Fans of the J.R.R. Tolkien’s The Hobbit might be disappointed with Edward Mast’s stage adaptation of this classic fantasy story. The condensed script abandons many entertaining plot points and characters, leaving a very streamlined adventure that doesn’t feel very epic. However, if the audience is a stranger to this Lord of the Rings prequel or if the cast is comprised of young performers, The Hobbit is a decent first step into Tolkien’s world.
Bilbo, Gandalf the Wizard, and a team of thirteen dwarves journey across Middle Earth to reclaim stolen treasure from a diabolical dragon.
First of all, the story is set in several imaginative locations. Scenes take place in a Hobbit’s cozy home, the rugged Misty Mountains, a deep dark cave (where Gollum lurks), and other equally difficult-to-produce locations.
The director could leave it up to the audience’s imagination. However, painted backdrops and a few creative set pieces can effectively establish the necessary settings.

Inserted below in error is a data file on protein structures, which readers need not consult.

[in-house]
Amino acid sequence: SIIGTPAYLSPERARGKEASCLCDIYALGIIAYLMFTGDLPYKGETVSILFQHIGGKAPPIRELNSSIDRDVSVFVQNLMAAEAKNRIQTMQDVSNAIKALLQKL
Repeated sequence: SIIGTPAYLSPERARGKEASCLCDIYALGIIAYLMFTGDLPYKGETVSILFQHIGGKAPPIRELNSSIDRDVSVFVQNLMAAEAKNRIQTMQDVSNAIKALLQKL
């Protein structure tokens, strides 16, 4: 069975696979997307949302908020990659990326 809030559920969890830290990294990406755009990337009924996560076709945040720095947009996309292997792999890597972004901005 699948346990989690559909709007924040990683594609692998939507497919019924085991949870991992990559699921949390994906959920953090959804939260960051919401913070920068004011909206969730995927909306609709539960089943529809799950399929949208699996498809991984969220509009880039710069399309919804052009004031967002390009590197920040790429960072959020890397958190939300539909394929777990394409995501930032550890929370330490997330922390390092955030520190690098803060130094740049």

Costumes provide another interesting challenge. Many school productions opt for the classic medieval look. Typically, dwarf characters wear cloaks and beards. The wizard wears a long, gray robe and tall hat. The vicious goblin characters wear a combination of rags and rusty-looking armor.
The College of the Canyons’ Theatre Department made original choices for their production. They drifted away from the traditional look. The Dwarves wore contemporary military attire, boots and camouflage uniforms. Bilbo wore fuzzy slippers and lederhosen, while Gandalf walked on stilts to denote his tall stature.
Smaug the Dragon presents another obstacle. Some productions take a short cut and never visually reveal the dragon – Bilbo just talks straight out into the audience while an actor replies in a booming, dragon-like voice. Other productions have created large, puppet-versions of Smaug.
- No Elves
- No Trolls
- No Shapeshifting Bear Creatures
- No Giant Spiders
So What's Left?
The core themes of the play remain in tact, despite the substantial reworking of the book. The audience connects with the gentle-hearted Bilbo who longs for adventure yet isn’t certain it’s worth leaving the comfortable and the familiar.